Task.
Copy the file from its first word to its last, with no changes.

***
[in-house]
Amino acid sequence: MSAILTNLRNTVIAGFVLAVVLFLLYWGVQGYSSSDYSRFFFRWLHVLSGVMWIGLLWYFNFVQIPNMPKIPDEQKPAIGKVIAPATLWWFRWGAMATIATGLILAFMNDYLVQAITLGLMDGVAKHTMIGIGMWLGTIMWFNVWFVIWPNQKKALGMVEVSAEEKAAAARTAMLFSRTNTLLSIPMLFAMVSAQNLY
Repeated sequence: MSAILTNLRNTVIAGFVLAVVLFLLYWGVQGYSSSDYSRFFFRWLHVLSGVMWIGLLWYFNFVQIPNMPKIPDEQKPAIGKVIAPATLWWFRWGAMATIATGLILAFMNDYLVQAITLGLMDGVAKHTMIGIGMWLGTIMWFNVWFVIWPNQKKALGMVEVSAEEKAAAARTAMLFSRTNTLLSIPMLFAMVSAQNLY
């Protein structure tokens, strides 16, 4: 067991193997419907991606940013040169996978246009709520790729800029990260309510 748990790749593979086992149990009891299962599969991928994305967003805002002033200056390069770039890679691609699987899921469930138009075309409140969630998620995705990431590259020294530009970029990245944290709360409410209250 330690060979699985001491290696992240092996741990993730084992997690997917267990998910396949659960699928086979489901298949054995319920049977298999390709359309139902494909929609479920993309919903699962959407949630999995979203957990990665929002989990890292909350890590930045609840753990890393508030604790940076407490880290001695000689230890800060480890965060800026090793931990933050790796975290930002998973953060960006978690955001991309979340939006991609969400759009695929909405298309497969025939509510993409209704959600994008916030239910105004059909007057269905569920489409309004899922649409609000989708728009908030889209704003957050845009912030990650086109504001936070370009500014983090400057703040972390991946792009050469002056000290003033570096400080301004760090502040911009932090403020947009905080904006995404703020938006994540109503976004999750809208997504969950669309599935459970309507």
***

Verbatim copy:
[in-house]
Amino acid sequence: MSAILTNLRNTVIAGFVLAVVLFLLYWGVQGYSSSDYSRFFFRWLHVLSGVMWIGLLWYFNFVQIPNMPKIPDEQKPAIGKVIAPATLWWFRWGAMATIATGLILAFMNDYLVQAITLGLMDGVAKHTMIGIGMWLGTIMWFNVWFVIWPNQKKALGMVEVSAEEKAAAARTAMLFSRTNTLLSIPMLFAMVSAQNLY
Repeated sequence: MSAILTNLRNTVIAGFVLAVVLFLLYWGVQGYSSSDYSRFFFRWLHVLSGVMWIGLLWYFNFVQIPNMPKIPDEQKPAIGKVIAPATLWWFRWGAMATIATGLILAFMNDYLVQAITLGLMDGVAKHTMIGIGMWLGTIMWFNVWFVIWPNQKKALGMVEVSAEEKAAAARTAMLFSRTNTLLSIPMLFAMVSAQNLY
């Protein structure tokens, strides 16, 4: 067991193997419907991606940013040169996978246009709520790729800029990260309510 748990790749593979086992149990009891299962599969991928994305967003805002002033200056390069770039890679691609699987899921469930138009075309409140969630998620995705990431590259020294530009970029990245944290709360409410209250 330690060979699985001491290696992240092996741990993730084992997690997917267990998910396949659960699928086979489901298949054995319920049977298999390709359309139902494909929609479920993309919903699962959407949630999995979203957990990665929002989990890292909350890590930045609840753990890393508030604790940076407490880290001695000689230890800060480890965060800026090793931990933050790796975290930002998973953060960006978690955001991309979340939006991609969400759009695929909405298309497969025939509510993409209704959600994008916030239910105004059909007057269905569920489409309004899922649409609000989708728009908030889209704003957050845009912030990650086109504001936070370009500014983090400057703040972390991946792009050469002056000290003033570096400080301004760090502040911009932090403020947009905080904006995404703020938006994540109503976004999750809208997504969950669309599935459970309507």